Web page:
The sixth extinction

Climate change is accelerating the sixth extinction


Global biodiversity has declined alarmingly in half a century: more than 42,100 species are at a risk of extinction with climate change being responsible for many of these situations.

In danger of extinction: from hunter to hunted

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"Human activity, the consumption of fossil fuels, the acidification of the oceans, pollution, deforestation, and forced migrations threaten life forms of all kinds. It is estimated that one-third of corals, freshwater molluscs, sharks, and rays, one-fourth of all mammals, one-fifth of all reptiles, and one-sixth of all birds are heading towards extinction". This resounding paragraph taken from the book The Sixth Extinction (2015) by journalist and Pulitzer Prize winner Elizabeth Kolbert is a good summary of the current situation of the natural biodiversity on planet Earth.

After this publication, the scientific community began to discuss and study the sixth extinction. The previous five extinctions had occurred over the last 450 million years, due mainly to meteorites and volcanic eruptions. The sixth extinction, however, has to do with human beings. A study by the University of Connecticut External link, opens in new window. (United States), published in the Science journal, indicates that climate change is accelerating this, as climate change by itself will cause the disappearance of nearly 8% of the current species.

Ample evidence demonstrating the reduction in the natural biodiversity of our planet can be found in the Red List of Threatened Species External link, opens in new window. from the International Union for Conservation of Nature (IUCN). In its 2017 edition, this list now includes 42,100 endangered species out of 150,388 assessed In the oceans, to cite just one such example, the rise in temperature and the acidification of water are turning coral reefs — previously lush underwater meadows full of algae, fish, molluscs, and crustaceans — into whitish deserts.

For their part, European scientists have been studying the reduction in the mass of flying insects in natural parks, and the data speaks for itself: 75% since 1990. Climate change and pesticides appear to be the main causes of this significant decline. The decline of bees is on great concern. In the last years, the United States has lost 43% of the population mainly due to parasites, pesticides and an increase in extreme weather events. Who will pollinate the plants that feed us? According to the Food and Agriculture Organisation of the United Nations (FAO), 100 species of crops provide 90% of humanity's food, and 71% of these are pollinated by bees.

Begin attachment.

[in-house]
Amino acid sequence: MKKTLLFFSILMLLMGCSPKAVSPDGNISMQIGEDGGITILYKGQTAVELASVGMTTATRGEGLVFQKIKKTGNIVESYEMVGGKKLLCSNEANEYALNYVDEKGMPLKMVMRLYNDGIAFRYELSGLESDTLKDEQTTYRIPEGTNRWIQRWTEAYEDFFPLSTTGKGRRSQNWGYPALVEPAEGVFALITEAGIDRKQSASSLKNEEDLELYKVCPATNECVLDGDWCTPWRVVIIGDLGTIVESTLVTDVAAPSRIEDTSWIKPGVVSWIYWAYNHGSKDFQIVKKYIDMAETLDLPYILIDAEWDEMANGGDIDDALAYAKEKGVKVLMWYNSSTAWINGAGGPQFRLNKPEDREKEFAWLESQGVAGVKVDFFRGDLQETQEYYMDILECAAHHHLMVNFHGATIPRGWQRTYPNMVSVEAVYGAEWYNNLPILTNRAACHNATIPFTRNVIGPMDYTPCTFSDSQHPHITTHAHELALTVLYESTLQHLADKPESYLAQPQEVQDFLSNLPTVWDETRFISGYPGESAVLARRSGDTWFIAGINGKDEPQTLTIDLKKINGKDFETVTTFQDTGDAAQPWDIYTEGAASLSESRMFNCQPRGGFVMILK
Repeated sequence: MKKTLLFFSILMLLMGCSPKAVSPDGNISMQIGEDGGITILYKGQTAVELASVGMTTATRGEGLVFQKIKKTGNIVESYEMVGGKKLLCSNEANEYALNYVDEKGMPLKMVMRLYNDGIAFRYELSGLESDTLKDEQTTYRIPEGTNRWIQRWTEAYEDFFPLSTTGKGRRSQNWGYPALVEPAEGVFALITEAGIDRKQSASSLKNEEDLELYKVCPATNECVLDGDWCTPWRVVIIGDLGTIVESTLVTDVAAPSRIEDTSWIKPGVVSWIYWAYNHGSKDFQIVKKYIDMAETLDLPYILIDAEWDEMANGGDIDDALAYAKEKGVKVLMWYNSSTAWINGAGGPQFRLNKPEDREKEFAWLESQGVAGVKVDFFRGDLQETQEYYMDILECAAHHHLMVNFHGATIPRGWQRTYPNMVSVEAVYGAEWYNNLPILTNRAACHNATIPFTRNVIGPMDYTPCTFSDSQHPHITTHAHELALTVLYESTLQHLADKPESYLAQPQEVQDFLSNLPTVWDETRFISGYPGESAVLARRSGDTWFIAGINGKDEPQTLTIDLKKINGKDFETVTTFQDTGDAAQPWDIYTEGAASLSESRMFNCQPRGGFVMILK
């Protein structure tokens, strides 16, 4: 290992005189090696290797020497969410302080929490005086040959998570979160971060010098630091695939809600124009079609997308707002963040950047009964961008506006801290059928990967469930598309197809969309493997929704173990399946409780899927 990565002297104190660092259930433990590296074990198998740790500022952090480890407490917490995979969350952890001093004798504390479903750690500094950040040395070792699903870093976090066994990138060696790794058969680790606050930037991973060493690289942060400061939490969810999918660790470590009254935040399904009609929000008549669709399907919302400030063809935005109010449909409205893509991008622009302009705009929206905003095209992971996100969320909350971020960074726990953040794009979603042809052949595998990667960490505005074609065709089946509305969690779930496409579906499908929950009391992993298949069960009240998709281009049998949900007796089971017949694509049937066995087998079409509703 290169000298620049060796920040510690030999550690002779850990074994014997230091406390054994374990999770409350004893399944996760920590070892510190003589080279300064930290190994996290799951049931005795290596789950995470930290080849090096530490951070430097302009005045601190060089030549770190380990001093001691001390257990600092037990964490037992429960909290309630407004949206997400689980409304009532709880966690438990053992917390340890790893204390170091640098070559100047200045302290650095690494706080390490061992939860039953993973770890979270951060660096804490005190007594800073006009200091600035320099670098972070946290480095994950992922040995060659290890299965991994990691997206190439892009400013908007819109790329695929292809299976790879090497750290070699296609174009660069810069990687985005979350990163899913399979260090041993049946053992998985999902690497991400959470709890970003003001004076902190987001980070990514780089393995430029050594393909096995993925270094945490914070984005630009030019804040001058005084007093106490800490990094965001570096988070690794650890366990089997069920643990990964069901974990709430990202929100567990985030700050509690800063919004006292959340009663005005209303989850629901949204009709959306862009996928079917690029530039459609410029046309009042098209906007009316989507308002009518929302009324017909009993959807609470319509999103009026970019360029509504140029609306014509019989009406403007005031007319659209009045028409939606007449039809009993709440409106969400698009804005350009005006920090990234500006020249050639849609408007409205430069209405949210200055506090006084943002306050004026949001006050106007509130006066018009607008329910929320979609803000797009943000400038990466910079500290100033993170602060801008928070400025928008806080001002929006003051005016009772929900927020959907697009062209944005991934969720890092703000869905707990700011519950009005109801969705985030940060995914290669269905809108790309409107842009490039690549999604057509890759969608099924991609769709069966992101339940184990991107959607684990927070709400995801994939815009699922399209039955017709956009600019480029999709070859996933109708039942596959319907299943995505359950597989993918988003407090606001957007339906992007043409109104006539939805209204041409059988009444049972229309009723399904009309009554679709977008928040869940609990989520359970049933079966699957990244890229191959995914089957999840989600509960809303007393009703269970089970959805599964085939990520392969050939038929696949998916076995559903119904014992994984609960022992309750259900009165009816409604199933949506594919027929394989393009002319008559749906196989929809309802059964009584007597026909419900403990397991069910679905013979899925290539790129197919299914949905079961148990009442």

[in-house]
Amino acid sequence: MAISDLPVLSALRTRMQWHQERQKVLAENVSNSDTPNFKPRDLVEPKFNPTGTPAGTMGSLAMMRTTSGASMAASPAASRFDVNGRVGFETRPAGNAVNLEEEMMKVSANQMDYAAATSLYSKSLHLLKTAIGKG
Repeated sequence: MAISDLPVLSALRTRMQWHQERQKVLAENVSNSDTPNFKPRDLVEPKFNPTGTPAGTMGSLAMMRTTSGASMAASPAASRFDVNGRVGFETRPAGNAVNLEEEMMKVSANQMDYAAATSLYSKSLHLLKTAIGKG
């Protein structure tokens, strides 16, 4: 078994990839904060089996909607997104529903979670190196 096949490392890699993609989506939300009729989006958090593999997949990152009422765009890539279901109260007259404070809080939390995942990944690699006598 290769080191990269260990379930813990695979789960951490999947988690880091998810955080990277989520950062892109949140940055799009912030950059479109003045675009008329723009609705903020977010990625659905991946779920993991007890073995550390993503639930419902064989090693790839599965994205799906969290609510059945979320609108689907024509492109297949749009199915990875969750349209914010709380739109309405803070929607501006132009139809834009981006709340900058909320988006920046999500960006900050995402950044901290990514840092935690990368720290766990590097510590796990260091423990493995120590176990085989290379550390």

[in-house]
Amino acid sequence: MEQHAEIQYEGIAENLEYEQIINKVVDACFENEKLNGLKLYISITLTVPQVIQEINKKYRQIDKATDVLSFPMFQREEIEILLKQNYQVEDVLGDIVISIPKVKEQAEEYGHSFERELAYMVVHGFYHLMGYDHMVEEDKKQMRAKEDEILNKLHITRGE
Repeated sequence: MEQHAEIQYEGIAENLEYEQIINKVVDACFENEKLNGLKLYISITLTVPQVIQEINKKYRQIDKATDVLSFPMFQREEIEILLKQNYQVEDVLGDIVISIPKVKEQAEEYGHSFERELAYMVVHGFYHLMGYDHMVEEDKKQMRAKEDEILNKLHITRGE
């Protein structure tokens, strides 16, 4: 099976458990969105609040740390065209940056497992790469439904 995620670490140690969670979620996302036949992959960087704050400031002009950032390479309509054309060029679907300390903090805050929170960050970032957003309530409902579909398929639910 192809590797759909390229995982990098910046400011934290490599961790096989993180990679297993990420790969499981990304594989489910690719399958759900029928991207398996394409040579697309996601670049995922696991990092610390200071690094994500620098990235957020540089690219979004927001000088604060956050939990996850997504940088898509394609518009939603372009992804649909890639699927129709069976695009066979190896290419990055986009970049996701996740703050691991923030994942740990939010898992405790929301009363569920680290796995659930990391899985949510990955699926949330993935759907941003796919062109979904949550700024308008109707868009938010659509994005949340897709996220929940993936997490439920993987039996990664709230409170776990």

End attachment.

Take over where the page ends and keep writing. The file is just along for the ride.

The sixth great extinction in figures

Decrease of populations

  • -83%

    Freshwater species

    Sea cow Sea cow
  • -38%

    Terrestral species

    Rena ou caribu Rena ou caribu
  • -36%

    Espécies marinhas

    Foca-monge mediterrânea Foca-monge mediterrânea

Red list of threatened species

Total species evaluated: 150.388

Total species threatened: 42.100 (27.99%)

The major Threats:

  • Loss of habitats
  • Overexploitation of species
  • Pollution
  • Invasive species and diseases
  • Climate change

  SEE INFOGRAPHIC: The sixth great extinction in figures [PDF]

However, if human beings have been able to produce such profound changes, we should likewise have the power to correct this trend. The fight against climate change requires a commitment to the decarbonisation of the economy by reducing the emission of greenhouse gases. For this, we will need smarter and more efficient methods of energy production, a commitment to responsible consumption, and the creation of equitable financing systems among all types of energy which will not raise the cost of clean energies.

  Iberdrola with biodiversity

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